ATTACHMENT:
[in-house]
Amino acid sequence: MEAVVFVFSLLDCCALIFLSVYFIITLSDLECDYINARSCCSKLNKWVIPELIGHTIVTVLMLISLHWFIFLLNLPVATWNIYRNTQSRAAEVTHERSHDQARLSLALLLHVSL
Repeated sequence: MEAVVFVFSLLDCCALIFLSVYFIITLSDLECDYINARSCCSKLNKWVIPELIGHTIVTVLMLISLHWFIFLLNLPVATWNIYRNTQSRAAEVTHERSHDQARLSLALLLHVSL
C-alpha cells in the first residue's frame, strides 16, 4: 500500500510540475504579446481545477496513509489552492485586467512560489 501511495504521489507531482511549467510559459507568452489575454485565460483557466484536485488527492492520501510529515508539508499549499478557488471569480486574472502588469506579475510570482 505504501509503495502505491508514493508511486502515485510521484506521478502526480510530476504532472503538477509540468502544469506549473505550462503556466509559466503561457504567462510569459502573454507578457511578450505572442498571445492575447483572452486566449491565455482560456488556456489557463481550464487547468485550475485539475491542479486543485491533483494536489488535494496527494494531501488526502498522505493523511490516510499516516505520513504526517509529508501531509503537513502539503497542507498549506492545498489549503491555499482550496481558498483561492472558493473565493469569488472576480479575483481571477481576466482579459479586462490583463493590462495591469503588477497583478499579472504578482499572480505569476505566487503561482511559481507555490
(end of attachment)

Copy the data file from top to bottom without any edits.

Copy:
[in-house]
Amino acid sequence: MEAVVFVFSLLDCCALIFLSVYFIITLSDLECDYINARSCCSKLNKWVIPELIGHTIVTVLMLISLHWFIFLLNLPVATWNIYRNTQSRAAEVTHERSHDQARLSLALLLHVSL
Repeated sequence: MEAVVFVFSLLDCCALIFLSVYFIITLSDLECDYINARSCCSKLNKWVIPELIGHTIVTVLMLISLHWFIFLLNLPVATWNIYRNTQSRAAEVTHERSHDQARLSLALLLHVSL
C-alpha cells in the first residue's frame, strides 16, 4: 500500500510540475504579446481545477496513509489552492485586467512560489 501511495504521489507531482511549467510559459507568452489575454485565460483557466484536485488527492492520501510529515508539508499549499478557488471569480486574472502588469506579475510570482 505504501509503495502505491508514493508511486502515485510521484506521478502526480510530476504532472503538477509540468502544469506549473505550462503556466509559466503561457504567462510569459502573454507578457511578450505572442498571445492575447483572452486566449491565455482560456488556456489557463481550464487547468485550475485539475491542479486543485491533483494536489488535494496527494494531501488526502498522505493523511490516510499516516505520513504526517509529508501531509503537513502539503497542507498549506492545498489549503491555499482550496481558498483561492472558493473565493469569488472576480479575483481571477481576466482579459479586462490583463493590462495591469503588477497583478499579472504578482499572480505569476505566487503561482511559481507555490